• surgery to open the urethra if it is narrowed
  • circumcision for men who have not been circumcised
  • laser surgery

Buschke-Lowenstein tumour

Buschke-Lowenstein tumour is most commonly found on the glans of the penis. It is sometimes referred to as a low-grade cancer related to verrucous carcinoma of the penis. Buschke-Lowenstein tumour is a slow-growing tumour that may grow as big as 15 cm.

Symptoms

The signs and symptoms of Buschke-Lowenstein tumour include:

  • an abnormal growth or sore (ulcer) on the penis – it may look like a genital wart with a cauliflower-like appearance
  • tumour or abnormal area that has a foul odour
  • enlarged lymph nodes in the groin – usually related to a secondary infection

Diagnosis

If you have symptoms or your doctor thinks you might have a Buschke-Lowenstein tumour, tests will be done to make a diagnosis. Tests may include:

  • medical history and physical exam
  • biopsy
  • MRI

Treatment

Buschke-Lowenstein tumour is treated the same as carcinoma in situ or stage 0 penile cancer.

Bowenoid papulosis

Bowenoid papulosis has an extremely low chance of developing into cancer. It affects younger men more often than older men.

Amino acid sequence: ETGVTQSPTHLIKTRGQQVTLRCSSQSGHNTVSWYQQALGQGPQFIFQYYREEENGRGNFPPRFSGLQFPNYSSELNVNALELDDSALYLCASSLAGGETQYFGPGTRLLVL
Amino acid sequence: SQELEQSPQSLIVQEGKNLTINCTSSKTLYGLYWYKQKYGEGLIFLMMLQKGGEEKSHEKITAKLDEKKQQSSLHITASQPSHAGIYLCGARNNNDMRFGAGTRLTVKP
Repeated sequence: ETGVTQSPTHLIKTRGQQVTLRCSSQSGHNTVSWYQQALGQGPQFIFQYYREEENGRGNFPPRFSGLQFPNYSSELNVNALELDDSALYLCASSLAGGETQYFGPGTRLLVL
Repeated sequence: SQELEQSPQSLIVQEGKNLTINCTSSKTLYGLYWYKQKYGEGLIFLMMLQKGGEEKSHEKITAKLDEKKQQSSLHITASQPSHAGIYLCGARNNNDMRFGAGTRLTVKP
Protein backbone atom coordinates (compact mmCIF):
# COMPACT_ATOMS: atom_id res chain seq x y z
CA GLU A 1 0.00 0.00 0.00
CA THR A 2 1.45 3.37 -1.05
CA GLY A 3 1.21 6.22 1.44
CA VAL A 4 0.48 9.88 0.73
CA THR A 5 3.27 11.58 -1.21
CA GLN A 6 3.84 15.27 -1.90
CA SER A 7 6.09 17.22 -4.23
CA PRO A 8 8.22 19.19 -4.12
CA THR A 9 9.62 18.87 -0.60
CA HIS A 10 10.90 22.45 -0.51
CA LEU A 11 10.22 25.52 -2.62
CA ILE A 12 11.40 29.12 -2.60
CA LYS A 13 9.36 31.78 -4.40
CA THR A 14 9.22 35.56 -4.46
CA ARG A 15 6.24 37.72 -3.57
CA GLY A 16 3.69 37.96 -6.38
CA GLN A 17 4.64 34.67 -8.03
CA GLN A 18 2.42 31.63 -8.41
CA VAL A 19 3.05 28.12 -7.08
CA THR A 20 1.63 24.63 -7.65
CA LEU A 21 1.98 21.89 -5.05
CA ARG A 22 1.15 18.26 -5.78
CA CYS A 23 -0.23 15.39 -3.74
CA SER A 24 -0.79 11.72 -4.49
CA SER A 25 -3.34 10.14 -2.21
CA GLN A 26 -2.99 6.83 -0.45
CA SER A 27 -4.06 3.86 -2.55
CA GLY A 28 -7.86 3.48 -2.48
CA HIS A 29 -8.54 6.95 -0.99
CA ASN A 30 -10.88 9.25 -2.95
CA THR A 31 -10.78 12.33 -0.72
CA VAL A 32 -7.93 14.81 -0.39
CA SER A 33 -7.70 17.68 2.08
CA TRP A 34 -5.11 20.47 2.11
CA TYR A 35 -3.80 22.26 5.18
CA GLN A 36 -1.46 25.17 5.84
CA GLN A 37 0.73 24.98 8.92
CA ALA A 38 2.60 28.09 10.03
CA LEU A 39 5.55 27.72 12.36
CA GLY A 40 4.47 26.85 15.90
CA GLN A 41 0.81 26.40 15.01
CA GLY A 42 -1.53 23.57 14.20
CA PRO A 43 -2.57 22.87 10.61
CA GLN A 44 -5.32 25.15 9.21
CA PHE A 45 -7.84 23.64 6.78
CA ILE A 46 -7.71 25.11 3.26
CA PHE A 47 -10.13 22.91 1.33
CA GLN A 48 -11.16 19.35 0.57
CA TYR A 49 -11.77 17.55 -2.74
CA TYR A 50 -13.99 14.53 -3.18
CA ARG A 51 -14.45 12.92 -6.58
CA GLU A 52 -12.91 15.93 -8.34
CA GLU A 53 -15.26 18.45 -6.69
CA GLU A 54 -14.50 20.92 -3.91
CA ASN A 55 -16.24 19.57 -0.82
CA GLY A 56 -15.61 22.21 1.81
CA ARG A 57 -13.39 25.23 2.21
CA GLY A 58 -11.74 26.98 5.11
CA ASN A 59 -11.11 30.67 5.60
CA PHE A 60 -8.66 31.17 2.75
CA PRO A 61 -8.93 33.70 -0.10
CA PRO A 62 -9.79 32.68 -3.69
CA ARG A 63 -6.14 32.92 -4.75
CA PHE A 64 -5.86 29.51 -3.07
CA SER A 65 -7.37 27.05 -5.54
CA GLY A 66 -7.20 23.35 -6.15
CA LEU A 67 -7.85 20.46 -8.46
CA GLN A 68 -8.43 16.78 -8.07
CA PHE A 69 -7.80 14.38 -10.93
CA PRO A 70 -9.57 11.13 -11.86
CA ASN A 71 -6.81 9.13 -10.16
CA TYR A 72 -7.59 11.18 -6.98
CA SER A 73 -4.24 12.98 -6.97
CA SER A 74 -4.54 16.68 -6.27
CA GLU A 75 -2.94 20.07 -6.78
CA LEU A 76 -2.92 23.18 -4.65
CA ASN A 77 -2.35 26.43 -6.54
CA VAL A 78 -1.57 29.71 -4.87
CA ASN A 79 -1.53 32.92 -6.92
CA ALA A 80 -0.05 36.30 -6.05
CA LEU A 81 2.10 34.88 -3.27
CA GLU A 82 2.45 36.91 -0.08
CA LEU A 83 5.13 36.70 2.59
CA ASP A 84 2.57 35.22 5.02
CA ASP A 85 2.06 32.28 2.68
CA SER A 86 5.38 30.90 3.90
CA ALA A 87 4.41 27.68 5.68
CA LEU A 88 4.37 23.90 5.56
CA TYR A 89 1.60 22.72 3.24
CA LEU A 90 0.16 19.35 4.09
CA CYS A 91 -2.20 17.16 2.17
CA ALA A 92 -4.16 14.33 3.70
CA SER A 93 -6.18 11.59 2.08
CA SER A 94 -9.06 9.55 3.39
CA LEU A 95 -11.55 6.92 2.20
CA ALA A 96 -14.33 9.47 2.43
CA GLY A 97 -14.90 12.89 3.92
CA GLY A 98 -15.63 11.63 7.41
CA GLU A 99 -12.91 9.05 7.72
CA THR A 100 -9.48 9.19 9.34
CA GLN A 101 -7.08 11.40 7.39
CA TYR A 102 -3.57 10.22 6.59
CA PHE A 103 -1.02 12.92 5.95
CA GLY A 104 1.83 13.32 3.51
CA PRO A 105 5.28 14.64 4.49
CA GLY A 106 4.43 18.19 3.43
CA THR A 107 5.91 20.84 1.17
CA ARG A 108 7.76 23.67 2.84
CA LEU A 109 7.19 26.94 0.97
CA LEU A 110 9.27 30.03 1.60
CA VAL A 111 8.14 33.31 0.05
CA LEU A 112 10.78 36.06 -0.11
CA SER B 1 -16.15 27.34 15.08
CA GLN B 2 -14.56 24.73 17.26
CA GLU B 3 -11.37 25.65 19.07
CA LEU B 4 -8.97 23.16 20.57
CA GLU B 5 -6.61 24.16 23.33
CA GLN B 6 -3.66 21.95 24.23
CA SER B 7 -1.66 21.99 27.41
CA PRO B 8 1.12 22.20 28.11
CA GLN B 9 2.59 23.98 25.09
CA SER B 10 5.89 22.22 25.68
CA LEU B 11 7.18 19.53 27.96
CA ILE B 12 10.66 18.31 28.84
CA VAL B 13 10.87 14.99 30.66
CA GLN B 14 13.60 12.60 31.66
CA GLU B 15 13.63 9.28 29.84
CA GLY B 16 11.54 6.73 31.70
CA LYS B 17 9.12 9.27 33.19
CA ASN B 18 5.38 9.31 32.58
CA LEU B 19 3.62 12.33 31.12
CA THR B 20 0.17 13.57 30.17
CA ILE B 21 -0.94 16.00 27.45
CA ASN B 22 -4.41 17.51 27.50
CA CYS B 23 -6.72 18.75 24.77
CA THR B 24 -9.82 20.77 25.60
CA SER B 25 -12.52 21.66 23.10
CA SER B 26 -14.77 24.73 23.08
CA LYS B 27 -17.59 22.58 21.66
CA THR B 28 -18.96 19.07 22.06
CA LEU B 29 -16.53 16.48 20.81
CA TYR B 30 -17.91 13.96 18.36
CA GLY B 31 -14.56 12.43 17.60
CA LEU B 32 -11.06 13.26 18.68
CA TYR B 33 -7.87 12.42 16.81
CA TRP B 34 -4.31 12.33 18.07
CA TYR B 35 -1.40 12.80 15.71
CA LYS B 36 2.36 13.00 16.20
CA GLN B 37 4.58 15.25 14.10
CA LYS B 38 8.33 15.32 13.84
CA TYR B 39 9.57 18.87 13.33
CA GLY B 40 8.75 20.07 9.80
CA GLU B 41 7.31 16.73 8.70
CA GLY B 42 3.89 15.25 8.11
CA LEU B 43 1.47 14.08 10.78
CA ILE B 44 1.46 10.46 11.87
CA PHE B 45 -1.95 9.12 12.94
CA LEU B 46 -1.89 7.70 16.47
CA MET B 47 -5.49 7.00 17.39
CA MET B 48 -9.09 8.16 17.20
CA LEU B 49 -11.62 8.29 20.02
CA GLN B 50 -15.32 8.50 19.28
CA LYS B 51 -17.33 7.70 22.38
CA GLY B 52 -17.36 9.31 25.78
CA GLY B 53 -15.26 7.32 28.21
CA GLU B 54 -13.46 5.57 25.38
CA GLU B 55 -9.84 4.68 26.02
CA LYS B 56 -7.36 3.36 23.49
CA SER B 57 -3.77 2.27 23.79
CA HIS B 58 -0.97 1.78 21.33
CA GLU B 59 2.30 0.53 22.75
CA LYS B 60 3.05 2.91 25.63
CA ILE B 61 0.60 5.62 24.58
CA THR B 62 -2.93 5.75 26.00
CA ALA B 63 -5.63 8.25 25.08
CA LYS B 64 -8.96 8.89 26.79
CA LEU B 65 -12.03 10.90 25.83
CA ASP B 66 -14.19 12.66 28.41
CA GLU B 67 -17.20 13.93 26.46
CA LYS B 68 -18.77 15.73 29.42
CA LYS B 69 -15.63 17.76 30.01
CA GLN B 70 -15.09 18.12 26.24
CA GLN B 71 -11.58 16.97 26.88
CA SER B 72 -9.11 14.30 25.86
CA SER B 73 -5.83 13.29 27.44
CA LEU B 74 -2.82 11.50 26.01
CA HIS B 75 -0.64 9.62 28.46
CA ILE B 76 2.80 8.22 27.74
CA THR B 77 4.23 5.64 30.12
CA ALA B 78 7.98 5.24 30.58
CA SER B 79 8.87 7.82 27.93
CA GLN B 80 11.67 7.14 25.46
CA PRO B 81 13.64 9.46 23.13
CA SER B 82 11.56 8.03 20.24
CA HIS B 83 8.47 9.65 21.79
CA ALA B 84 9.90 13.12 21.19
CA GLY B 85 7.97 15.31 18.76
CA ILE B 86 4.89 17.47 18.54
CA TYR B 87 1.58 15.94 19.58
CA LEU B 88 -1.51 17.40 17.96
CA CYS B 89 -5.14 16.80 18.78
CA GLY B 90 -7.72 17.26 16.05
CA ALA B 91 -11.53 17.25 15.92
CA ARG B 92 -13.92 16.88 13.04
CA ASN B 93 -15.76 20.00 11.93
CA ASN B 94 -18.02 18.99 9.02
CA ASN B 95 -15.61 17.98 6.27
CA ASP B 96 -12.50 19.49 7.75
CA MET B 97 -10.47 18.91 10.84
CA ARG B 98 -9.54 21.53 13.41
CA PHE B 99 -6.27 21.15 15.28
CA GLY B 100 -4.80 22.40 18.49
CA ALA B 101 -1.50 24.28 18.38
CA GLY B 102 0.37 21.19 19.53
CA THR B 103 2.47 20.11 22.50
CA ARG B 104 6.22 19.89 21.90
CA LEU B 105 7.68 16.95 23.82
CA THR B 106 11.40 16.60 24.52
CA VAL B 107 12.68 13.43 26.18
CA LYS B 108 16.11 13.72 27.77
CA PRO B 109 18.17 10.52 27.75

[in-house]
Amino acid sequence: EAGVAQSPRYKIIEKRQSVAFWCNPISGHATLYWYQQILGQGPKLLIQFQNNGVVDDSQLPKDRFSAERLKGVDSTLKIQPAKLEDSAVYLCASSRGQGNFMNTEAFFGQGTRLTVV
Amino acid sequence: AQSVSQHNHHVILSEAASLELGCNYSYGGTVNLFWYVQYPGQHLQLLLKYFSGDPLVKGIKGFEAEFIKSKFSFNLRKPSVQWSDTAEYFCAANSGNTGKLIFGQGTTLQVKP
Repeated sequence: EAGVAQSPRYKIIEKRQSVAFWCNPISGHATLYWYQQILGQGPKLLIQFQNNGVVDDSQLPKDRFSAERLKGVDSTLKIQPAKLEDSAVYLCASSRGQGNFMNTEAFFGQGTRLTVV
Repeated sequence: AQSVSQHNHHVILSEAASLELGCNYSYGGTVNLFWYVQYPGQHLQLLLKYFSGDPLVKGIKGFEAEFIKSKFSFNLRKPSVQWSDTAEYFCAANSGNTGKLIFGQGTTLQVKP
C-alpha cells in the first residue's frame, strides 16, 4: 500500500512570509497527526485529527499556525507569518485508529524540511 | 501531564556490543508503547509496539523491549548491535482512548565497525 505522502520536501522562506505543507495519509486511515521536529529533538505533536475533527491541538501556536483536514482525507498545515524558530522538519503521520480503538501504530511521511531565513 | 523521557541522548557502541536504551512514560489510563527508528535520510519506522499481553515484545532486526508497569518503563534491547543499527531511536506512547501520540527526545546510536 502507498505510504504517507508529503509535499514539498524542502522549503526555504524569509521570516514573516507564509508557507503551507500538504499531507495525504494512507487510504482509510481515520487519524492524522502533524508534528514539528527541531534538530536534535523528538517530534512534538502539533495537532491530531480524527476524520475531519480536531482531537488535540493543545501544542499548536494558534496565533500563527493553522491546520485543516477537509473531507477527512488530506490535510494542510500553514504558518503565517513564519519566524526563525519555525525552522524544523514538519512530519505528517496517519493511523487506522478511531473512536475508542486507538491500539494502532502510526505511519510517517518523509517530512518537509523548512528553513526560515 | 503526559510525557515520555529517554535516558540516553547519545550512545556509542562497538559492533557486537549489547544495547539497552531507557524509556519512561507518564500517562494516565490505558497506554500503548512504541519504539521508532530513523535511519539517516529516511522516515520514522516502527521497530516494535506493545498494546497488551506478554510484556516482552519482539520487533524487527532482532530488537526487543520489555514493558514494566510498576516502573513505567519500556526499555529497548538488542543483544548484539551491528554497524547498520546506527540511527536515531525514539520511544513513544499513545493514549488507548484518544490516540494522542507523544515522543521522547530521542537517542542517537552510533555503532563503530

Risk factor

An HPV infection may increase a man’s chance of developing bowenoid papulosis.

Symptoms

The signs and symptoms of bowenoid papulosis may include one or many warty, raised areas that vary in size and are reddish or the same colour as your skin. These occur on the shaft of the penis or the nearby perineal skin.

Diagnosis

If you have symptoms or your doctor thinks you might have bowenoid papulosis, tests will be done to make a diagnosis. Tests may include:

  • medical history and physical exam
  • biopsy

Treatment

Treatment options for bowenoid papulosis include:

  • surgery
  • laser surgery
  • cryosurgery
  • topical chemotherapy (given as a cream applied to the skin) with 5-fluorouracil (Efudex, 5-FU), podophyllin (Pod-Ben-25, Podofin) or retinoic acid
  • topical immunotherapy with imiquimod (Aldara)
  • curettage and electrodessication

Leukoplakia

Leukoplakia has the potential to become squamous cell carcinoma (SCC).